The Ruttle Report - Serving Eight Years to Life

Last week, the driver of the semi truck that crashed into the bus carrying the Humboldt Broncos junior hockey team and ultimately killed 16 people nearly a year ago was handed down his sentence by Judge Inez Cardinal in a Melfort courtroom.

Eight years is what Jaskirat Singh Sidhu received.  After he’s released from prison, he also can’t legally drive for ten years, and he’s also facing probable deportation back to his home country of India.

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When the news hit, I almost felt like I was experiencing a form of déjà vu because the instant flood of divisive reactions and opinions on social media reminded me of the aftermath of the Gerald Stanley murder trial early last year.

Think about it; here was another case trial that involved a sad, untimely death, this one involving a larger group of young people.  And once again, race played a big card in the public consciousness of this case.  Sure, half the people wanted Sidhu’s head on a platter no matter what the color of his skin was, but it can’t be denied that there was – and still is – a large contingent of people out there who saw Sidhu’s ethnicity and made their automatic assumptions.

Again, very similar to the Gerald Stanley trial; the race card was played by different sides to suit a narrative.  Only instead of the media fueling it, it was blue-collar folks and industry types who all think “those people” shouldn’t be driving big rigs.

I’ll freely admit that I had anger towards Jaskirat Sidhu much like most other people, particularly at the time of his arrest last summer.  That’s just how we’re all wired; we want to direct an extreme emotion at someone in a sad case such as this.

Fast forward to last week, when Sidhu was sentenced, and by that time I’d really cooled on the whole “THROW THE BOOK AT HIM!” mentality.  Don’t get me wrong, I still believe he was very much at fault and that his inexperience and inattentiveness were ultimately what ended 16 lives and altered 13 others forever on that fateful day last April, but when I read that Sidhu was given eight years in prison, I didn’t have any extreme reaction one way or the other.

Let’s face it – it was a sentence that wasn’t going to please everyone.  It’s pretty rare that any sentence handed down by a judge ever really satisfies everyone.

No, I didn’t react to the news in the way that most people did because I already know that Jaskirat Sidhu received a life sentence when he was one of the few who was able to walk away from that crash.

‘Truck Driver Gets Eight Year Sentence’ may be what the headlines say, but make no mistake, this guy has been sentenced to life; the prison being his own mind, heart and conscience.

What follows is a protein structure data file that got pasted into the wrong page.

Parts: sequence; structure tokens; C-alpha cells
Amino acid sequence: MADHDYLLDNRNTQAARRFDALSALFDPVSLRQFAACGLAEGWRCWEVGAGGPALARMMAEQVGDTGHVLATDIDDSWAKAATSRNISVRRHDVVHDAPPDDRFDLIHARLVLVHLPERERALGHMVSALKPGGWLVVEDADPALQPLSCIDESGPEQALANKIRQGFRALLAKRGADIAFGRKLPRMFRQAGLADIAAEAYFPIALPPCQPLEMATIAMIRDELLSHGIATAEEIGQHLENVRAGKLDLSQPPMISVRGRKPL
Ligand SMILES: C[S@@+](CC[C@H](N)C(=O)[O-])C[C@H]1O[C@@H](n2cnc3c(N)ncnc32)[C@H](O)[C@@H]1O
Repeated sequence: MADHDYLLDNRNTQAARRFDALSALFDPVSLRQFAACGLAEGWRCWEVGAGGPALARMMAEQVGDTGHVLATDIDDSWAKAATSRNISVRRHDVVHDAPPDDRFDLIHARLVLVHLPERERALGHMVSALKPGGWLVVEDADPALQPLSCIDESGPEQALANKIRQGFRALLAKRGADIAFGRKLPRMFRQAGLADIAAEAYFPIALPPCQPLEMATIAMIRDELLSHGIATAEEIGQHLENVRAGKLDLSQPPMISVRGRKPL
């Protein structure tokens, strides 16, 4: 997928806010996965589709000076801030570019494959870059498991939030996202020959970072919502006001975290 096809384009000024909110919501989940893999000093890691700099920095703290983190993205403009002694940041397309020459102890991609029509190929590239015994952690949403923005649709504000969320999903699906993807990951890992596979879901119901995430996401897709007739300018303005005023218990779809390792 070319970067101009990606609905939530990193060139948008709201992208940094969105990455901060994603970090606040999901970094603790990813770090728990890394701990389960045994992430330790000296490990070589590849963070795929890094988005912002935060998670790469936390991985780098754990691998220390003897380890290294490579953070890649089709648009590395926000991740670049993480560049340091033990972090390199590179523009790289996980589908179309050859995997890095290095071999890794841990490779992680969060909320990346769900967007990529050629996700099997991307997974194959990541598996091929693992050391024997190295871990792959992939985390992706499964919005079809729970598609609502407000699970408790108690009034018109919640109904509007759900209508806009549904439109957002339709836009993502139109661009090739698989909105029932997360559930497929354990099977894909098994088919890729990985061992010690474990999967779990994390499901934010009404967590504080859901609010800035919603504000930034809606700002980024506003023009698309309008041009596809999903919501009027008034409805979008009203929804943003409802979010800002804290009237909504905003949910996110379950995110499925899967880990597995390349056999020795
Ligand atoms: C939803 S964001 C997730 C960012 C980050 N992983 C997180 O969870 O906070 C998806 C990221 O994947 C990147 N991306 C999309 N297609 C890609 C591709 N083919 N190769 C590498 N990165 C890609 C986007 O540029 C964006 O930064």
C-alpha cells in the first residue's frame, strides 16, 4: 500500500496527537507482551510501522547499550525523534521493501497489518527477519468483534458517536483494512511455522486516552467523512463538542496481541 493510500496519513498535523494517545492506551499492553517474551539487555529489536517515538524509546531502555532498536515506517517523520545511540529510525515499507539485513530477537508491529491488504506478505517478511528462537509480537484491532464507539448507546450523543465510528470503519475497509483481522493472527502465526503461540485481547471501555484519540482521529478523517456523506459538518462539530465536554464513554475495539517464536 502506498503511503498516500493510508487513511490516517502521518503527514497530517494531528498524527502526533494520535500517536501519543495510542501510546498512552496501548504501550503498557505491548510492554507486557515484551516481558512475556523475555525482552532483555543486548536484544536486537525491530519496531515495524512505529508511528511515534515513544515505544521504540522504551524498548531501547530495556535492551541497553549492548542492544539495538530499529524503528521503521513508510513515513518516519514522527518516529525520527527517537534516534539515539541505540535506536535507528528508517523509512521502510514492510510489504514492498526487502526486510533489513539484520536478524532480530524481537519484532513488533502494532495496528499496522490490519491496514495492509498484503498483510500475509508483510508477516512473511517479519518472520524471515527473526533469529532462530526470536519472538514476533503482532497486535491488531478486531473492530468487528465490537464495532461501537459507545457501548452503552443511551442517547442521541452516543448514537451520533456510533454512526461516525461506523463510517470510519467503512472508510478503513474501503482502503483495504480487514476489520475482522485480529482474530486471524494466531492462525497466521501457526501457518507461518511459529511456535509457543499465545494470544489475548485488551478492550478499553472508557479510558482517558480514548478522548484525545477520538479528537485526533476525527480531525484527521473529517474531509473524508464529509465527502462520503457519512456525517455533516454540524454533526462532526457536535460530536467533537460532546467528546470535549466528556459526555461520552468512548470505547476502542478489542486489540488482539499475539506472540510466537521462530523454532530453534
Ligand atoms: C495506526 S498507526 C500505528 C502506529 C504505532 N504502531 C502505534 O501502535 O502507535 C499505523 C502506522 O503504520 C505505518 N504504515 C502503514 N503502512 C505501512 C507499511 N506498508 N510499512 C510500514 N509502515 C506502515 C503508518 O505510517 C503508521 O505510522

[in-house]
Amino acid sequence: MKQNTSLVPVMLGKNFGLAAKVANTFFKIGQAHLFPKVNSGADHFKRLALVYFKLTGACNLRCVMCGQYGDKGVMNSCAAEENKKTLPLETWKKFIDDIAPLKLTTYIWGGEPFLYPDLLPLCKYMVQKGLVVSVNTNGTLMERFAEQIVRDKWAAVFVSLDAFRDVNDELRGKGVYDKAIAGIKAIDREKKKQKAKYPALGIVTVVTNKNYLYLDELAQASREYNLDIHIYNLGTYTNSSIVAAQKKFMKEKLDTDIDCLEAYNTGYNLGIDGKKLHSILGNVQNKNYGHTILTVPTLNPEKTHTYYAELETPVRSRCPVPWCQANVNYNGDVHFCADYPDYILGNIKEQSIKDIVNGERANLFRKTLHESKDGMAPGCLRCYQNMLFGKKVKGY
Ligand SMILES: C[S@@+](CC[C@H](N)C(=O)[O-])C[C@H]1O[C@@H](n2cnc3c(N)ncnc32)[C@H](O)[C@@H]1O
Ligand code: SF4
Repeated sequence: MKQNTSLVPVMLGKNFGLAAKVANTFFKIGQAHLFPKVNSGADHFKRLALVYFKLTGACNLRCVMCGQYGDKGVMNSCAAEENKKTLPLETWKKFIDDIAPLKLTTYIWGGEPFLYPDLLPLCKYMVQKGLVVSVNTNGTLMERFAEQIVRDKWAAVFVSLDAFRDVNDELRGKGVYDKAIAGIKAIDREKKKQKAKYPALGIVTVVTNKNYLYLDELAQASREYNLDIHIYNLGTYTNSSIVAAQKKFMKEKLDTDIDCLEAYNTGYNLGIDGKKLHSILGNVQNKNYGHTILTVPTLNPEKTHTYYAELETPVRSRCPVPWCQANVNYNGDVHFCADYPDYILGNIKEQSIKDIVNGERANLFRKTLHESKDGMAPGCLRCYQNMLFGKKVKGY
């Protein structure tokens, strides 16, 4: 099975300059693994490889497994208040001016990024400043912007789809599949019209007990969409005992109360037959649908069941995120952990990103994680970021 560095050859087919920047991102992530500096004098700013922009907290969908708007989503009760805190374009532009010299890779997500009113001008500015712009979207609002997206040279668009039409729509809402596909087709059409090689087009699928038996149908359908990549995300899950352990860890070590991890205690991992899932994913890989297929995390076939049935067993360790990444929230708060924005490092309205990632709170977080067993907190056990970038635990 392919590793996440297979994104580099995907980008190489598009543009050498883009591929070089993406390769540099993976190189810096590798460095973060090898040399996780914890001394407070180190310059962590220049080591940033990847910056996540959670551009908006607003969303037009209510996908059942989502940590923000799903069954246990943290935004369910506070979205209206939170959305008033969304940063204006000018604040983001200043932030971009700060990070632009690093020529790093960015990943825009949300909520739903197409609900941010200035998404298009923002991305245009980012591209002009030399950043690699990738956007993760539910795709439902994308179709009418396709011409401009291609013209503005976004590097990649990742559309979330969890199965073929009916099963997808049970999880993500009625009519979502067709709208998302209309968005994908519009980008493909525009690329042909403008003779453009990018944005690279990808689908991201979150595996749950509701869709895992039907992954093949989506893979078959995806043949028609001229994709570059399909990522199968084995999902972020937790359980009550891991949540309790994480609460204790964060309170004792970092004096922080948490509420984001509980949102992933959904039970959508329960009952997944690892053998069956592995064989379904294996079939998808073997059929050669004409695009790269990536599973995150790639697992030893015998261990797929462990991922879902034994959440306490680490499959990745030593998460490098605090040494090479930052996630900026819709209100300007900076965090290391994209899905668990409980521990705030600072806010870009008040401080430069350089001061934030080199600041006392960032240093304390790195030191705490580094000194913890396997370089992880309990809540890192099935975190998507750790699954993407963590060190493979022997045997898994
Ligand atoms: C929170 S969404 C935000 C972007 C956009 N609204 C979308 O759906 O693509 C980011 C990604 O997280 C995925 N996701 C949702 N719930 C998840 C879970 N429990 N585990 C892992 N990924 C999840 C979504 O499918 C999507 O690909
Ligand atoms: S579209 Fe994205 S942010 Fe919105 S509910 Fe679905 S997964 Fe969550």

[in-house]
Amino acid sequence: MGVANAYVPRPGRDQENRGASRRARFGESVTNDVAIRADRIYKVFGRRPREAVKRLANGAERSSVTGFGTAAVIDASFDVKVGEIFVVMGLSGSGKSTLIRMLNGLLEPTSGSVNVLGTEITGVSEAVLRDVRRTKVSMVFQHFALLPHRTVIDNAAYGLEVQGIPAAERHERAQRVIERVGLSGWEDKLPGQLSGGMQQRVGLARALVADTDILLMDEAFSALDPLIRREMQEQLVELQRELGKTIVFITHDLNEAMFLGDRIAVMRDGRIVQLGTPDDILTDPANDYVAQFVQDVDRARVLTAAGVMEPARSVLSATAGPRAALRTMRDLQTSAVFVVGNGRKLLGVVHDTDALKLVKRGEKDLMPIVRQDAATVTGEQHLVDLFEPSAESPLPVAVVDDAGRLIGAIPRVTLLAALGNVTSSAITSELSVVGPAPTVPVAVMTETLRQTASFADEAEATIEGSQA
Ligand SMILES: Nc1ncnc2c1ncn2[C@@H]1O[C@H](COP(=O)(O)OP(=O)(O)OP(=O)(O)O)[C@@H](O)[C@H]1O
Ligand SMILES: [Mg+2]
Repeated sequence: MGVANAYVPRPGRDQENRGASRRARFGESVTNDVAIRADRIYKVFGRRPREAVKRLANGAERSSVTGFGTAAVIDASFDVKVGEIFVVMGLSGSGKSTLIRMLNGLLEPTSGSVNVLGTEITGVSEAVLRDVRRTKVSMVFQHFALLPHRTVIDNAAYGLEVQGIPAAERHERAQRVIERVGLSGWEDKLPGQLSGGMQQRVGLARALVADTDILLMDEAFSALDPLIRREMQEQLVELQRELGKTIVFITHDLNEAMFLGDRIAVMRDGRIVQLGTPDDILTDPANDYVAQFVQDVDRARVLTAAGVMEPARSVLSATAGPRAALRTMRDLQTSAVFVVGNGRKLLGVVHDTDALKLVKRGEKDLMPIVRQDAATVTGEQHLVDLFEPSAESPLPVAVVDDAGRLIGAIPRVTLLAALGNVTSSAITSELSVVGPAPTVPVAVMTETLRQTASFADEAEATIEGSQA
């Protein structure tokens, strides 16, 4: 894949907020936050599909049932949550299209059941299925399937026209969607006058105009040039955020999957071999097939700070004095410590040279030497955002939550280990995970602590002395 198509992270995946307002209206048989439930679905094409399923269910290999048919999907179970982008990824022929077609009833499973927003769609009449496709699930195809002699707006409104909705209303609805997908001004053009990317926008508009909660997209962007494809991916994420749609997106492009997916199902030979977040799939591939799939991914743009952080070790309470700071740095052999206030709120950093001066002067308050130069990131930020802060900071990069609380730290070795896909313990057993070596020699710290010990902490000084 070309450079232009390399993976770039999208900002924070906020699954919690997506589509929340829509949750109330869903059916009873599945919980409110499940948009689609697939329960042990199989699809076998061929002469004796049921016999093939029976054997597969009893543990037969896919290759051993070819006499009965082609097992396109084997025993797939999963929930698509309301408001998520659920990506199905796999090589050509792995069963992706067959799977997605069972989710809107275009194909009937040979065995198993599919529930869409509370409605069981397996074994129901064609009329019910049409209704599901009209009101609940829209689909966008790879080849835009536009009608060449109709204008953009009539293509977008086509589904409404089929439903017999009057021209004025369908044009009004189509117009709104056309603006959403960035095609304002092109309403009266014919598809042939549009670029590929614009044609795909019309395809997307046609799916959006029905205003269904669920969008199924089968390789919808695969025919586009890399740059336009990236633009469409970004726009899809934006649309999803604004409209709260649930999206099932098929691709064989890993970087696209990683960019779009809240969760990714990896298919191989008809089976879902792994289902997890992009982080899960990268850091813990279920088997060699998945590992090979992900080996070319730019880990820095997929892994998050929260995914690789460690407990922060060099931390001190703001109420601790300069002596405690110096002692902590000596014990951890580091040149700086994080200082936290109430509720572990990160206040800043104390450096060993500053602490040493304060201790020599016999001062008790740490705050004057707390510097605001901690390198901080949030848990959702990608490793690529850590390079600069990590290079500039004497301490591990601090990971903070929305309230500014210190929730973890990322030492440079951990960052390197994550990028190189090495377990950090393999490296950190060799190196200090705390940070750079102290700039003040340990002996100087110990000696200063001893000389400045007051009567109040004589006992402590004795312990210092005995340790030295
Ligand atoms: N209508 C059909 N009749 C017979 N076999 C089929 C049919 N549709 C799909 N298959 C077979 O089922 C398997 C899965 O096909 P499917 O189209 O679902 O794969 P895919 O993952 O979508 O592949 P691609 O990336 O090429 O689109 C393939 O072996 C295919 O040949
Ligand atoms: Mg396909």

Say this guy leaves prison in the year 2027, at which point Sidhu should be about 38-39 years old.  He gets deported back to India and can’t drive for another decade.  Those by themselves are two constant reminders of what he did on a highway in rural Saskatchewan one early-spring Friday afternoon.

But worse than that is the prison inside his own head that Sidhu will be locked in, and as a relatively young guy when he exits prison after serving his time, that’s a long sentence.

Think about it, would you?  And I mean really think about it.  His life after LEAVING prison is actually going to be worse than spending eight years inside.

Every time Sidhu even approaches a moment during the rest of his life where he’s happy about something, SNAP, the most random of things will take his mind back to that crash.  Every time he’s forced to find another means of getting from Point A to Point B because he legally can’t drive for a decade, he’ll think about that crash.  Every time he goes to bed at night and he lays there unable to sleep, his consciousness will drift over to those vivid, violent images of the crash.

I’m not trying to convince you that anyone should actually feel sorry for this man, but I am trying to make you see that he most definitely is NOT just serving the prison time handed down to him in Melfort last week.  Take a step back and look at this story from a big-picture point of view.

The official sentence may see Jaskirat Sidhu behind bars for eight years, but trust me, he’s serving life.

For this week, that’s been the Ruttle Report.

© The Outlook

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